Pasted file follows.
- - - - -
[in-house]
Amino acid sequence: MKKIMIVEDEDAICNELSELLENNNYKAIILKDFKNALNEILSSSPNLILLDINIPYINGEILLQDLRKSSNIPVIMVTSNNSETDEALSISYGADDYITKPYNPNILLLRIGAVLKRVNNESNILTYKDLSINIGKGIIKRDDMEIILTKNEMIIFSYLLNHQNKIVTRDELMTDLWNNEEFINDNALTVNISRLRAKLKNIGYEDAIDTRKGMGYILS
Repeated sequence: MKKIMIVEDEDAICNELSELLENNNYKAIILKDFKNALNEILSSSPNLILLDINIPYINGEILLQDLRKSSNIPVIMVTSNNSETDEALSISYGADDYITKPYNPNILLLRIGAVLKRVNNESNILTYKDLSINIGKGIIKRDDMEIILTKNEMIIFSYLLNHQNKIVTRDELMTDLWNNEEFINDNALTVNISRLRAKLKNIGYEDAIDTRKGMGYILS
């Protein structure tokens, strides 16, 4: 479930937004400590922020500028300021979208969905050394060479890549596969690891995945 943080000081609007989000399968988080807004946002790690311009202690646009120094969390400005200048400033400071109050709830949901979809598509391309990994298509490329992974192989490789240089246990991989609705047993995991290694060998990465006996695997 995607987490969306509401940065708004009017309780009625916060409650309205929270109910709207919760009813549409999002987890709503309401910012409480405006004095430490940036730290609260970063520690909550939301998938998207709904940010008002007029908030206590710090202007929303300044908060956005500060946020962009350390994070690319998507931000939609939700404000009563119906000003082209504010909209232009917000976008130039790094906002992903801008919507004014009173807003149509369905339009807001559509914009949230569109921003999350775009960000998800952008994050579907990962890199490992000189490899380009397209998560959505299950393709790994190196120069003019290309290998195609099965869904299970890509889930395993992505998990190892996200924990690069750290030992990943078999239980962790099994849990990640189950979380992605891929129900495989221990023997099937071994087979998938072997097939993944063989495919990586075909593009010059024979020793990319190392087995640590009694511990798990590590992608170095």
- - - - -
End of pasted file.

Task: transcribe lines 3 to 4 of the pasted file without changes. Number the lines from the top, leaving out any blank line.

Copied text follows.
Repeated sequence: MKKIMIVEDEDAICNELSELLENNNYKAIILKDFKNALNEILSSSPNLILLDINIPYINGEILLQDLRKSSNIPVIMVTSNNSETDEALSISYGADDYITKPYNPNILLLRIGAVLKRVNNESNILTYKDLSINIGKGIIKRDDMEIILTKNEMIIFSYLLNHQNKIVTRDELMTDLWNNEEFINDNALTVNISRLRAKLKNIGYEDAIDTRKGMGYILS
């Protein structure tokens, strides 16, 4: 479930937004400590922020500028300021979208969905050394060479890549596969690891995945 943080000081609007989000399968988080807004946002790690311009202690646009120094969390400005200048400033400071109050709830949901979809598509391309990994298509490329992974192989490789240089246990991989609705047993995991290694060998990465006996695997 995607987490969306509401940065708004009017309780009625916060409650309205929270109910709207919760009813549409999002987890709503309401910012409480405006004095430490940036730290609260970063520690909550939301998938998207709904940010008002007029908030206590710090202007929303300044908060956005500060946020962009350390994070690319998507931000939609939700404000009563119906000003082209504010909209232009917000976008130039790094906002992903801008919507004014009173807003149509369905339009807001559509914009949230569109921003999350775009960000998800952008994050579907990962890199490992000189490899380009397209998560959505299950393709790994190196120069003019290309290998195609099965869904299970890509889930395993992505998990190892996200924990690069750290030992990943078999239980962790099994849990990640189950979380992605891929129900495989221990023997099937071994087979998938072997097939993944063989495919990586075909593009010059024979020793990319190392087995640590009694511990798990590590992608170095």